Evangelism today is often described as done in obedience to the Great Commission of Matt 28:16–20. This passage is widely appealed to as our motivation for evangelism, and analyzed in depth for clues regarding the content and method of evangelism. It is arguably one key influence on the United Methodist mission statement in the Book of Discipline.
Given its enormous impact on the language of evangelism today, it is remarkable that there is virtually no mention of the Great Commission in the writings of John Wesley and his Methodists. Indeed, there is almost nothing said about it by the Calvinists or Moravians of his day either. How is it that there was a great religious awakening in the eighteenth century fueled by widespread evangelistic preaching and personal testimony without any reference to the Great Commission as it foundation? If not the Great Commission, what was their motivation?
Although Wesley makes little reference to the Great Commission, his writings are filled with references and allusions to the two Great Commandments. Loving God and one’s neighbor were at the heart of his theology and practice. To put it simply, Wesley and his people called Methodists were not motivated by obedience to a command but by love in their hearts for God and their neighbor. It was not obligation that drove their evangelism, but a yearning to share the good news of God’s life-transforming love with others.
In An Earnest Appeal to Men of Reason and Religion John Wesley offers this account of what motivates his Methodists:
We see — and who does not? — the numberless follies and miseries of our fellow creatures. We see on every side either men of no religion at all or men of a lifeless, formal religion. We are grieved at the sight, and should greatly rejoice if, by any means, we might convince some that there is a better religion to be attained, a religion worthy of God that gave it. (¶ 2)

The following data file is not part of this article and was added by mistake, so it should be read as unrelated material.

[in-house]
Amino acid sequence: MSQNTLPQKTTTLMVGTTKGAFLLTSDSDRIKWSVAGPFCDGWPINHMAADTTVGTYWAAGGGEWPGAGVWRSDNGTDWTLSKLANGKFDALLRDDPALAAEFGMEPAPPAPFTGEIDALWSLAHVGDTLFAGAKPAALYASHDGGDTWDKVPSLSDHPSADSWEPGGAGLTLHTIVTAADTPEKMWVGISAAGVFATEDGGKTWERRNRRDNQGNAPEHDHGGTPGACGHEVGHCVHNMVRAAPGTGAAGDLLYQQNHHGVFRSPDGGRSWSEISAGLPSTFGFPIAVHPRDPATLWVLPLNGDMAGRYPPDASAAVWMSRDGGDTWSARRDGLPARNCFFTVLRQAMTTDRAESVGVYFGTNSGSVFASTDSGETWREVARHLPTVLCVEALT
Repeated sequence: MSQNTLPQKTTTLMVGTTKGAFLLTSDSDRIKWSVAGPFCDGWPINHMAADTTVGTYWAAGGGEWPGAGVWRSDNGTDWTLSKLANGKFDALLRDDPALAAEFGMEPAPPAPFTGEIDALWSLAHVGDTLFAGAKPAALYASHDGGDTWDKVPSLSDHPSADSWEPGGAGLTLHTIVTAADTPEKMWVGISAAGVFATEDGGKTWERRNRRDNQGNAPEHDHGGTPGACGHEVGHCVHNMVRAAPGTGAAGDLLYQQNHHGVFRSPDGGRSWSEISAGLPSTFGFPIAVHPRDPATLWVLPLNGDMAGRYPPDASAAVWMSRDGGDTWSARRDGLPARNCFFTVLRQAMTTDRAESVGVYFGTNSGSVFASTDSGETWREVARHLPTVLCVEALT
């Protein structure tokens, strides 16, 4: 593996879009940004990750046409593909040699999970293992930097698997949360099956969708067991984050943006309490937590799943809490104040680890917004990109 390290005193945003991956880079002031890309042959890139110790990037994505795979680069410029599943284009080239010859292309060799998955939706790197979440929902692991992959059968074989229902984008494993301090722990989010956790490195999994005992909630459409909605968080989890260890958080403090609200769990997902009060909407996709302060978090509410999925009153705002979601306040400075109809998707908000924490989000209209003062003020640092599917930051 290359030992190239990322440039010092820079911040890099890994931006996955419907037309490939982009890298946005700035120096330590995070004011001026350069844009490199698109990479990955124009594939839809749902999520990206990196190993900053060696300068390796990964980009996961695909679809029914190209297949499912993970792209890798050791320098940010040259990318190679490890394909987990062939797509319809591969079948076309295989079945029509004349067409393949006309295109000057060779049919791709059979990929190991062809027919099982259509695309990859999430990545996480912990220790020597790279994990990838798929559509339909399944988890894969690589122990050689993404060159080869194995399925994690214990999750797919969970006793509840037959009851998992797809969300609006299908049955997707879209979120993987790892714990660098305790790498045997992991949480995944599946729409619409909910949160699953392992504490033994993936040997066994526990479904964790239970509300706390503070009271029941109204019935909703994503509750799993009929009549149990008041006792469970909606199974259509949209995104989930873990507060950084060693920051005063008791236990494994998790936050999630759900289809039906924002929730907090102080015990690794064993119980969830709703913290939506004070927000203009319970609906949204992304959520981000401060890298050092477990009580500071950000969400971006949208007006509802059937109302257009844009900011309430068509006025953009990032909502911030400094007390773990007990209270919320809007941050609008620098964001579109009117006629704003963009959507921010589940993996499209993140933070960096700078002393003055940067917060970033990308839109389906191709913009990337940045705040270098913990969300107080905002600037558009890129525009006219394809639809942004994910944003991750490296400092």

There is a gift they have received, freely given through Jesus Christ, which they long to share with others. And what is this gift, this religion worthy of God?
And this we conceive to be no other than love: the love of God and of all mankind the loving God with all our heart and soul and strength, as having first loved us, as the fountain of all the good we have received, and all we ever hope to enjoy; and the loving every soul which God hath made … as our own soul. (¶ 2)
How, then, did they go about convincing others of this “better religion” which is “no other than love”? They did not, by and large, rely on rational arguments to persuade the intellect. The credibility of their preaching and testimony rested in the visible effects of the gospel in their own lives, community, and service to others.
When Wesley does comment on the Great Commission in his Explanatory Notes on the New Testament he completely ignores Jesus’s words, “Go therefore” to all the nations, which might seem odd for someone who saw the whole world as his parish. His focus instead was on the words “disciple all nations.” The goal of salvation was to make disciples, but as Wesley makes clear throughout his writings, salvation produces not just persons who are obedient to external commands but whose motivations, desires and dispositions are rooted in and governed by love.
In his sermon “The General Spread of the Gospel” Wesley paints a breathtakingly radical picture of a global Christian church — Protestant, Catholic, and Orthodox — renewed in holiness, or love. He models this on the church portrayed at the end of Acts 2. With the church renewed in holiness, he then describes the spread of the gospel to non-Christians in this way: “The grand stumbling-block being thus happily removed out of the way, namely, the lives of Christians,” non-Christians “will look upon them with other eyes, and begin to give attention to their words” (¶ 21).
Wesley is not proposing a moratorium on sharing the gospel with non-Christians until the entire church is renewed in holiness. What he is saying is that the primary argument for the gospel is lives and churches who in their relationships, their life together, and their outreach to others is motivated and characterized by love. It is both the reason for and the result of evangelism.